One art form peculiar to Provincetown, the white-line woodblock print, faded into obscurity until it was the subject of an exhibit at the Smithsonian Institution’s National Museum of American Art in Washington, DC, in 1983-84, according to art appraiser and collector Frank Hogan, who has a business in Chatham.

The prints, which feature segments of color separated by white lines, were created by members of a group known as the Provincetown Painters. Using a technique developed by BJO Nordfeldt, such artists as Blanche Lazzell, Agnes Weinrich, Ada Gilmore Chaffee and Ethel Mars explored the possibilities of the white-line woodblock print from the mid-1910s through the late 1920s.

In the three or four years after the Smithsonian show, “prices went from $1 to $14,000 per print and still are up there,” says Hogan, a Provincetown native who has collected Provincetown art for 25 years. “Blanche Lazzell is the one who brings the highest prices.”

Hawthorne, an impressionist, is considered a great portrait painter, but prices on his works fluctuate widely. Because he was a teacher, often entrancing students with painting demonstrations on the wharves, “too many works he pushed out were studies,” Hogan says. “Those things that get out on the marketplace drag down the finished, signed work.”

Still his best works spark considerable interest. A large portrait of a lady brought $40,000 at a New York auction in 1988, according to Robert Eldred, owner of R.C. Eldred Co., an East Dennis auction house.

While Hawthorne had a school in the east end of town, landscapist George Elmer Browne ran the West End School. He, too, was an impressionist, but, because he spent considerable time in Europe and even studied with some French Impressionists, he used a much lighter palette than Hawthorne and most other American impressionists, Hogan says.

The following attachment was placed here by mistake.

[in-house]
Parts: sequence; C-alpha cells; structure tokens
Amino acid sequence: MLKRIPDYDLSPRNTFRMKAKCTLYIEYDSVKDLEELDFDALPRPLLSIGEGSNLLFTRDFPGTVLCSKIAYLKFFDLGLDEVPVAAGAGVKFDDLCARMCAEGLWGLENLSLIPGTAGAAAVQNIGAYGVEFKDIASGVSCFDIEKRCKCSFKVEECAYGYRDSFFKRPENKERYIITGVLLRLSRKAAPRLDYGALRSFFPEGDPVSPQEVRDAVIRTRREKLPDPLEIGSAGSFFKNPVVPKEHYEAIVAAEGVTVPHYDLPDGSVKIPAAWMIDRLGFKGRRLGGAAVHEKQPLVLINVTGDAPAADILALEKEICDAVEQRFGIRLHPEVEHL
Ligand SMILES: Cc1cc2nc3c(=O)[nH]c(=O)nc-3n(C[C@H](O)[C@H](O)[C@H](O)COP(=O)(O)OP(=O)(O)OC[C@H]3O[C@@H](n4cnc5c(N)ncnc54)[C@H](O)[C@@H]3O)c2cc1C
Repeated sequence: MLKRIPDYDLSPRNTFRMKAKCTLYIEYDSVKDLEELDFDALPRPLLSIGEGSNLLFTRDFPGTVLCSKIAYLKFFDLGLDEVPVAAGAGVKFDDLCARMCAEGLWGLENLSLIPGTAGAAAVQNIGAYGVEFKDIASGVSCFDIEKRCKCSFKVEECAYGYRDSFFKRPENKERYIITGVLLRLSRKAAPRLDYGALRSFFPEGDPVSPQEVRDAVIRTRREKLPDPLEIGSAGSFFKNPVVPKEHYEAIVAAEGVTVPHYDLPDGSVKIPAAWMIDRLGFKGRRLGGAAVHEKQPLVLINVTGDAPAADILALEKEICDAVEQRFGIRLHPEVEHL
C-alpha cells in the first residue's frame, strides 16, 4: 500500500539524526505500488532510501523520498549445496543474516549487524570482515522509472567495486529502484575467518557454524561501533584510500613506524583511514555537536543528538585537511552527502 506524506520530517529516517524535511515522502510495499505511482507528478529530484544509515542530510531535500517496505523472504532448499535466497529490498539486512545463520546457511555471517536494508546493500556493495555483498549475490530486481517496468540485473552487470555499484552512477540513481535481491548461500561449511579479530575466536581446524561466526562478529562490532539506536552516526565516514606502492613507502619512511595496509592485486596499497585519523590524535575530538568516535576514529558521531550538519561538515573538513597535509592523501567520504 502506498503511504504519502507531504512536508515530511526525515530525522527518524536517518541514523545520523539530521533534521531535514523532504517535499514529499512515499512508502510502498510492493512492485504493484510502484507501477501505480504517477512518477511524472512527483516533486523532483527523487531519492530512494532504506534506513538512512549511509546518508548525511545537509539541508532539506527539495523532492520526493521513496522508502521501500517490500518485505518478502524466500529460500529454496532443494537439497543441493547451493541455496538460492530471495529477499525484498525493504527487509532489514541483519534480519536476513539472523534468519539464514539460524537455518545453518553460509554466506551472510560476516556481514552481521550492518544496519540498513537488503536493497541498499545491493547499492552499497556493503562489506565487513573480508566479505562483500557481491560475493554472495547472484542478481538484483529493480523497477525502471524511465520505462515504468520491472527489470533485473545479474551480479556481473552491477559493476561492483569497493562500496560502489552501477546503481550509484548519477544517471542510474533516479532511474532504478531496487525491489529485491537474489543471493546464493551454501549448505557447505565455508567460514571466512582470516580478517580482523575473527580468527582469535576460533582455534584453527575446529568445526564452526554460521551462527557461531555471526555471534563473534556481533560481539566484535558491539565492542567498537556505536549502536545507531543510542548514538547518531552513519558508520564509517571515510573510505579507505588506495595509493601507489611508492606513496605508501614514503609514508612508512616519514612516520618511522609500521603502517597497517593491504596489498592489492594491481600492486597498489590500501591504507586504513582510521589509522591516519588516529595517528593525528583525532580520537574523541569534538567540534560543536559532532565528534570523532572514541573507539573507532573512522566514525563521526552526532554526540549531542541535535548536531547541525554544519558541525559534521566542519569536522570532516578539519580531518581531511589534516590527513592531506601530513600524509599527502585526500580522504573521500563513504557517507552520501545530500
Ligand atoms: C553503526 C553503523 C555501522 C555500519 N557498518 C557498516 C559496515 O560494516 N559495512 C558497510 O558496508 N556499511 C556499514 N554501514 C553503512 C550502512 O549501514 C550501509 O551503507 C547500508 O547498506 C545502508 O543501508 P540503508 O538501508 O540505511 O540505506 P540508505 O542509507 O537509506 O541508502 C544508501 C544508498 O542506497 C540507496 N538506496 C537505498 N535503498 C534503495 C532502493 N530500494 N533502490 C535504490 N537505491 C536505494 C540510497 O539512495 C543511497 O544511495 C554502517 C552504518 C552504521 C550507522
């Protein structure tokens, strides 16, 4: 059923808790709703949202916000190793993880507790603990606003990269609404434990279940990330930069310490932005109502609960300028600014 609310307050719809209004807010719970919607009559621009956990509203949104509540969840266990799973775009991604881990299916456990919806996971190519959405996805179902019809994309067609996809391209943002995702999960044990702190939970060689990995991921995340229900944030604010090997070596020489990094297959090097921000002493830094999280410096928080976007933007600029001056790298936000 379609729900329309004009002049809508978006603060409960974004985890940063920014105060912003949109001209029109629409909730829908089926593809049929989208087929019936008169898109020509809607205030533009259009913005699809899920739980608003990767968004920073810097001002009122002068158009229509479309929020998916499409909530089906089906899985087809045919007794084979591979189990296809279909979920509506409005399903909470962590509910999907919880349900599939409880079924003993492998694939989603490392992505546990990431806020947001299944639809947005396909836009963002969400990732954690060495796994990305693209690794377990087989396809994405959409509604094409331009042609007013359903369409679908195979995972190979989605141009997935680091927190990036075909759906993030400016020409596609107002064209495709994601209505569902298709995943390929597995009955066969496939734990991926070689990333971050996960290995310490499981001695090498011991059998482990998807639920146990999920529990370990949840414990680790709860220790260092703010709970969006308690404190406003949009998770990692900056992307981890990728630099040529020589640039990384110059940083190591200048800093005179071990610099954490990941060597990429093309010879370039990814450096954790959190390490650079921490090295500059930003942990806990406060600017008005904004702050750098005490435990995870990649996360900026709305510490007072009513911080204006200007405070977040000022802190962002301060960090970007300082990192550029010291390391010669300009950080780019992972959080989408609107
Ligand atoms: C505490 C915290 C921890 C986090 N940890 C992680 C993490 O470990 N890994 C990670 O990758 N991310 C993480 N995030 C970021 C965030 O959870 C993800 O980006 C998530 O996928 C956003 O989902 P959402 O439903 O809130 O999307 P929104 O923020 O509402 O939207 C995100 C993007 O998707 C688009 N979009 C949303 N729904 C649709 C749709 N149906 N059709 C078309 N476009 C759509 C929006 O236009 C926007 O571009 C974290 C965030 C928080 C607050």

One Provincetown impressionist’s works have soared in value: Richard E. Miller portraits can bring from $250,000 to $1 million at auction, Hogan says. “He would do ladies with parasols in the garden with fresh flowers.”

Ambrose Webster, another artist who had a school in Provincetown, was the first modernist to come to the art colony, Hogan says. He specialized in snow paintings, executing them in oils with a heavy brush. His works, which are hard to come by, bring from $1,500 to $30,000.

Much easier to find are Provincetown scenes by Arthur V. Diehl - “the most prolific painter in the history of Provincetown,” Hogan says.

One of the most widely admired early Provincetown artists is John Whorf, who, early in his career, sold paintings to no less a compatriot than John Singer Sargent, Hogan says. He’s known primarily for his fresh-looking watercolors, particularly his marine scenes.

Prices on Whorfs have gone up steadily since the artist’s death in 1959, Hogan says. Ranging from $1,200 to $35,000, the watercolors come on the market quite often.

Interest is growing in Ross Moffett, an Iowa native who lived in Provincetown for 58 years. He was instrumental in founding the Provincetown Art Association and Museum and wrote a history of the organization, “Art in Narrow Streets.”

[Cindy Nickerson, Cape Cod Times Arts & Antiques]